US academia attributed the Cold War victory largely to its liberal democracy and continued promotion of neoliberalism after the Cold War. This essentially allows more freedom for elites rather than the public. Consequently, US financial elites got much richer while the general middle class saw no significant rise in income, which led to the widening gap between the rich and the poor and eventually the outbreak of the financial crisis in 2008.

The soft power of a country depends on its actual performance. The US' declining soft power is rooted in a multitude of its mistakes, both domestic and international. Trump's election victory was merely an outcome of the decline, not its cause.

Trump's political philosophy, which apparently goes against elites and upholds an "America First" doctrine, populism and nationalism, should have prompted US elites to reflect upon their arrogance and isolation from the masses. Unfortunately they have lost the capacity for self-reflection. In the circumstances, Trump being elected to the White House was not a bad thing. It at least sent a warning to the elites about their poor performance, although it remains unknown where his efforts to boost the economy and adjust US foreign policy are headed. In the final analysis, the waning of US international clout, or soft power, will last a long time. In spite of this, we have to admit that the West as a whole, including the US, still has predominant influence in the international community with a conspicuous absolute advantage. - Global Times

The author is associate dean of the School of International Studies at Renmin University of China.

US’ provocation on Taiwan more dangerous than trade frictions: analysts

By Yang Sheng Source:Global Times Published: 2018/4/9 20:43:40

Washington's recent provocative moves on Taiwan could endanger China-US relations more severely than trade tariffs if the Trump Administration continues to challenge China's sovereignty over the island, analysts said.

Both China's Foreign Ministry and National Defense Ministry responded on Monday to the US State Department's approval of a request by US companies to sell technology to Taiwan for its submarine program, saying that China has firmly and consistently opposed exchanges between US and Taiwan officials and the sale of weapons to Taiwan.

Last month Trump signed legislation allowing high-level visits between the US and Taiwan, contravening decades-old agreements known as the three joint communiqués that led to the normalization of relations between China and the US under the one-China policy.

"The one-China policy is the political foundation of China-US relations… We urge the US to abide by the one-China policy and the principles of the three joint communiqués, and stop military exchanges and sale of weapons to Taiwan in an effort to prevent severe damage to Sino-US ties and to the stability of the cross-Straits situation," Foreign Ministry spokesperson Geng Shuang, told a daily briefing on Monday.

Trump's pick for his new national security adviser, John Bolton, a hawkish conservative Republican, could visit Taiwan in June to attend the opening of the new American Institute in Taiwan, the Economist reported.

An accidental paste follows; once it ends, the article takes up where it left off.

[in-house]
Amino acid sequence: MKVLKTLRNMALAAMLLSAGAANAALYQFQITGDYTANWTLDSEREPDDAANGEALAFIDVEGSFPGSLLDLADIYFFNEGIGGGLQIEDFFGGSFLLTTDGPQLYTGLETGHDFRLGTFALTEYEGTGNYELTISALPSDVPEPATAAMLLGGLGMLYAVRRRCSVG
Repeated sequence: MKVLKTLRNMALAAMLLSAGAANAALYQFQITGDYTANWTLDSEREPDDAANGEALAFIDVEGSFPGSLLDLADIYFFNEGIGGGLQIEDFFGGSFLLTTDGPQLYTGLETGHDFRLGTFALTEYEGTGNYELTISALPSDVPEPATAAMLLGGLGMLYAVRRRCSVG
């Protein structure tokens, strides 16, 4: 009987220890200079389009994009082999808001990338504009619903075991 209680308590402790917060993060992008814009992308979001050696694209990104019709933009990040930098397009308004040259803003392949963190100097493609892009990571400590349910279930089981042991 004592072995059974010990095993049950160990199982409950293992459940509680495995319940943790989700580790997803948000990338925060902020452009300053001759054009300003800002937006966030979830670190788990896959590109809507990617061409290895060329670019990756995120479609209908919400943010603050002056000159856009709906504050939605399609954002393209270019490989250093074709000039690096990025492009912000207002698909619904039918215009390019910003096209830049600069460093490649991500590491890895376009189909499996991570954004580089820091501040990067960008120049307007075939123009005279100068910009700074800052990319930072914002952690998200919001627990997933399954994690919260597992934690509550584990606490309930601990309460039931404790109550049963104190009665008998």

If the visit takes place, Bolton will become the most senior US official to visit Taiwan since China and the US established diplomatic ties in 1979, experts said.

"In 2018, the biggest friction between China and the US so far is on trade, but the Taiwan question could be the most dangerous," Da Wei, director of the China Institute of Contemporary International Relations' Institute of American Studies, told the Global Times on Monday.

The Taiwan question is highly sensitive, and Beijing will make no compromise. If US President Donald Trump keeps using Taiwan to challenge Beijing, there could be intense confrontations, Da noted.

The US is now playing the Taiwan card as it has figured out that other ways of pressuring or containing China are useless, said Jin Canrong, associate dean of the School of International Studies at Renmin University of China.

The US can no longer scare Beijing militarily or isolate it diplomatically, Jin said, adding that China is capable of imposing tit-for-tat trade limits on the US.

Possibility of serious crisis

"Although Washington has not taken real actions yet, the signals it sent so far have been strong enough. And any further provocations would force China to take tough action," Xu Guangyu, a retired major general of the People's Liberation Army and senior adviser to the China Arms Control and Disarmament Association, told the Global Times on Monday.

Diao Daming, an associate professor at the Renmin University of China, noted that China's countermeasures may be similar to those that Beijing used after Washington received Taiwan's then leader Lee Teng-hui's visit in 1995.

After Lee's visit in 1995, Beijing recalled its ambassador from Washington, suspended high ranking official exchanges with the US, and launched massive missile tests in the Straits.

The possibility of a serious crisis in the Taiwan Straits cannot be ruled out, said Xu. "At present, China's is much more powerful and capable than then [1995]. The US should carefully think about the risks before making further provocations."

An Gang, a senior research fellow at the Pangoal Institution, a Beijing-based think tank, warned that the definitive outcome could be in store if the US continues to break long-established protocol. Perhaps the US might force China to choose to solve the Taiwan question as soon as possible, he said.

Newspaper headline: Provocation over Taiwan riskier: expert
Posted in: DIPLOMACY